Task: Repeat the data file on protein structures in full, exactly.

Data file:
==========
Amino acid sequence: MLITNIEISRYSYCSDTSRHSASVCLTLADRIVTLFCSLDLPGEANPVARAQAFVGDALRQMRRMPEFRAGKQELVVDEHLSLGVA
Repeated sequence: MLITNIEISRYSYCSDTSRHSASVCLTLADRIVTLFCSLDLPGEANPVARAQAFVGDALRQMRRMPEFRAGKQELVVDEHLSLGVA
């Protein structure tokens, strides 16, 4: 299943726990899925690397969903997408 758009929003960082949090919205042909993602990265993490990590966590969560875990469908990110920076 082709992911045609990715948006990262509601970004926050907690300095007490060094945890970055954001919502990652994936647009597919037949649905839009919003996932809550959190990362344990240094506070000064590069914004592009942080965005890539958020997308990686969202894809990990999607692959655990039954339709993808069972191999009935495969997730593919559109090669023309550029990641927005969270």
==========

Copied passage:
Amino acid sequence: MLITNIEISRYSYCSDTSRHSASVCLTLADRIVTLFCSLDLPGEANPVARAQAFVGDALRQMRRMPEFRAGKQELVVDEHLSLGVA
Repeated sequence: MLITNIEISRYSYCSDTSRHSASVCLTLADRIVTLFCSLDLPGEANPVARAQAFVGDALRQMRRMPEFRAGKQELVVDEHLSLGVA
């Protein structure tokens, strides 16, 4: 299943726990899925690397969903997408 758009929003960082949090919205042909993602990265993490990590966590969560875990469908990110920076 082709992911045609990715948006990262509601970004926050907690300095007490060094945890970055954001919502990652994936647009597919037949649905839009919003996932809550959190990362344990240094506070000064590069914004592009942080965005890539958020997308990686969202894809990990999607692959655990039954339709993808069972191999009935495969997730593919559109090669023309550029990641927005969270």